A calming piece of theatre that will still prove engaging to younger minds.
The story is simple. Grandpa Frog and Grandma Frog leave the pond to plan a surprise for their little Grandfrogs. On the way, they get distracted by a multitude of silly ideas and problems which provide many opportunities for the children to get directly involved in the story. Natalie Green and Soniya Kapur are excellent with their audience interaction, genuinely listening to and reacting to their young audience’s comments no matter how surprising or amusing they may be. There is a relaxed looseness to the performance as well which almost makes the whole experience feel a little bit like a play camp rather than a piece of theatre.
It is this looseness that also presents a few drawbacks for the piece. The show probably wouldn’t be to the tastes of older children who perhaps want a little bit more excitement or a more developed story – in fact, one older child was clearly more than a little bit discontent with proceedings. Similarly, though the duo are excellent at interacting with their audience, the fact that there’s only two of them leaves some of the children seeming a little bit side-lined, either because they’re not directly involved in the action or, for those more shy, because there’s nothing else for them to watch whilst the performer’s attentions are elsewhere. I do wonder if an extra performer, perhaps one always in control of the Grandfrogs (which are a little underused) could help with this.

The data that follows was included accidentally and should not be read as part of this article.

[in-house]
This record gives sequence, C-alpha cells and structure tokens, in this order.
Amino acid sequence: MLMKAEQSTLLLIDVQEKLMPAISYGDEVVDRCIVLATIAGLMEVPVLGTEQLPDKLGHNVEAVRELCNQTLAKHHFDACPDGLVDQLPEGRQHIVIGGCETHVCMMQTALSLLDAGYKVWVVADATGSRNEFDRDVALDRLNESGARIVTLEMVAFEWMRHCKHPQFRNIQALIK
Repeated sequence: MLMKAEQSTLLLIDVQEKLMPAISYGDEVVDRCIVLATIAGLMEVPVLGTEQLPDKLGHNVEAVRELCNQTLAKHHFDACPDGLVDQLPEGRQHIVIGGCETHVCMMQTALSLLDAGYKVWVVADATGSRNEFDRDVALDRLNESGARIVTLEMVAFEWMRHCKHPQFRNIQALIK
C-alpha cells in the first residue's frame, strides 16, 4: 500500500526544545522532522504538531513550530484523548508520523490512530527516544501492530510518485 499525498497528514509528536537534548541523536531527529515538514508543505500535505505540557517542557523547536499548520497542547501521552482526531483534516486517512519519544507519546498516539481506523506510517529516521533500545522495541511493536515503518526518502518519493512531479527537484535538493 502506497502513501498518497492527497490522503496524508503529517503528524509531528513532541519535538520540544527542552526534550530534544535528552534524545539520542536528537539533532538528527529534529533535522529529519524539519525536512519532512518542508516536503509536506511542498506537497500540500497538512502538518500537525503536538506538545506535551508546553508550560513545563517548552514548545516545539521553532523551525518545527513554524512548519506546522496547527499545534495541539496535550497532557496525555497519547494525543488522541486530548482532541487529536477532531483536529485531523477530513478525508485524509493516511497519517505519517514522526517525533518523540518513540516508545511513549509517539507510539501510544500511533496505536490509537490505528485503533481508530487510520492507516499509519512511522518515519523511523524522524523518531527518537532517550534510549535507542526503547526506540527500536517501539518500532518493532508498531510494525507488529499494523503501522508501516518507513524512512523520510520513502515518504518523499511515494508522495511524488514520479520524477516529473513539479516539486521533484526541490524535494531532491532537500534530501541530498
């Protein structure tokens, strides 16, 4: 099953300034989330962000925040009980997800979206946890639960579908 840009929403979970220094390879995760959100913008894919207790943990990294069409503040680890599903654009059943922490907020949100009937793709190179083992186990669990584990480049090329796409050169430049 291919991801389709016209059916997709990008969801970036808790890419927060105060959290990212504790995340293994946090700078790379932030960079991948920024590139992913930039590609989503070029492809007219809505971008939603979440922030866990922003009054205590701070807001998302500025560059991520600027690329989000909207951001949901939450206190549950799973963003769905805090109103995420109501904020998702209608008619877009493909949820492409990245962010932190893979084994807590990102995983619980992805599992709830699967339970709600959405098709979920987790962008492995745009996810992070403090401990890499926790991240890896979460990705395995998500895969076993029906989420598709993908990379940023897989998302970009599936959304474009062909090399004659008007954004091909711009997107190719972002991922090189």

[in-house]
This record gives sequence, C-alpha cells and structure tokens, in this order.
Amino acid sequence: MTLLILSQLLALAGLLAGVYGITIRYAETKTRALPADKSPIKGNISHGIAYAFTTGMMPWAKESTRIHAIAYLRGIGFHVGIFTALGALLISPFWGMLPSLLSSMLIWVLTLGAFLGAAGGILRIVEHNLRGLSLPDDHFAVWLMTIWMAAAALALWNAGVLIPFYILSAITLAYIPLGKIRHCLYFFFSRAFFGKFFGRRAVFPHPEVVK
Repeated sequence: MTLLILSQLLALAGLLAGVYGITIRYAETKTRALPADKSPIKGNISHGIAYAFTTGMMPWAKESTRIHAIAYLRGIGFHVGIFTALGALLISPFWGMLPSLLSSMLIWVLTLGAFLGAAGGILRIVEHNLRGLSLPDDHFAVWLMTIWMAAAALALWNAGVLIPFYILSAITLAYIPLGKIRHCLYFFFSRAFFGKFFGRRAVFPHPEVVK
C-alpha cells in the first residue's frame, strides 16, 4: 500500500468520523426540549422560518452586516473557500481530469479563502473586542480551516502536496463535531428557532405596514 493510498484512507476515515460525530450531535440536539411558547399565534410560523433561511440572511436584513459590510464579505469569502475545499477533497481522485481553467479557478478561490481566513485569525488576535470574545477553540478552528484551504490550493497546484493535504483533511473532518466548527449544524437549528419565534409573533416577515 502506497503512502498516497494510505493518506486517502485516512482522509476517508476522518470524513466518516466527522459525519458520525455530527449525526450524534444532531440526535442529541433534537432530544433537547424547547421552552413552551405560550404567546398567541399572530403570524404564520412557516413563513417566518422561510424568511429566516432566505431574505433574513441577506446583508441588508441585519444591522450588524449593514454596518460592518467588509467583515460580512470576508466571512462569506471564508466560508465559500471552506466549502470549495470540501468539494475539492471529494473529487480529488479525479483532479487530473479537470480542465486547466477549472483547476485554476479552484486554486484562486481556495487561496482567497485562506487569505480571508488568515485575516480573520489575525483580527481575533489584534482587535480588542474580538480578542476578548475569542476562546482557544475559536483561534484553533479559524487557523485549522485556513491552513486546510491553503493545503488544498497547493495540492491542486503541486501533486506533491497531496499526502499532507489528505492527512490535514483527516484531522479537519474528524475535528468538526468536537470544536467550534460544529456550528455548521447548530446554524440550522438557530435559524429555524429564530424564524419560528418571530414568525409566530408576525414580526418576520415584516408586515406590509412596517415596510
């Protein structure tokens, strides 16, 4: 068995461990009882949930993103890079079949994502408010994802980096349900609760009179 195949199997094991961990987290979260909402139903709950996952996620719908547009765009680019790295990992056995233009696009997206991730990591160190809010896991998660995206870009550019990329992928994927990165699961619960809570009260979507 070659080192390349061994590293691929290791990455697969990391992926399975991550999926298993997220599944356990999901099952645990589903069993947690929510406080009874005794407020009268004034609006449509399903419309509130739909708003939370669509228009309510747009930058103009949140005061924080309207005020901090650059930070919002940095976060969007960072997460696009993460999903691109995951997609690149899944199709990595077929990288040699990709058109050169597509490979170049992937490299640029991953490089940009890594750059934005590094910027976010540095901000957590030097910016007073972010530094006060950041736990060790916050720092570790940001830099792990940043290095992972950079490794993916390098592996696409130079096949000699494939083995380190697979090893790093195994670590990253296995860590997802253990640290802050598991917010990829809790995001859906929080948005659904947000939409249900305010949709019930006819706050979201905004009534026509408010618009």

This aside, Ribbet Ribbet Croak is definitely recommendable to younger audiences, approximately under the age of seven. The use of sign language to assist with communication is a very good idea and one that more shows for children should experiment with. Their primary audience were very excited by the opportunity to get up onstage and help out, whether rustling paper or throwing leaves in the air.
All in all, this is a calming piece of theatre that will still prove engaging to younger minds.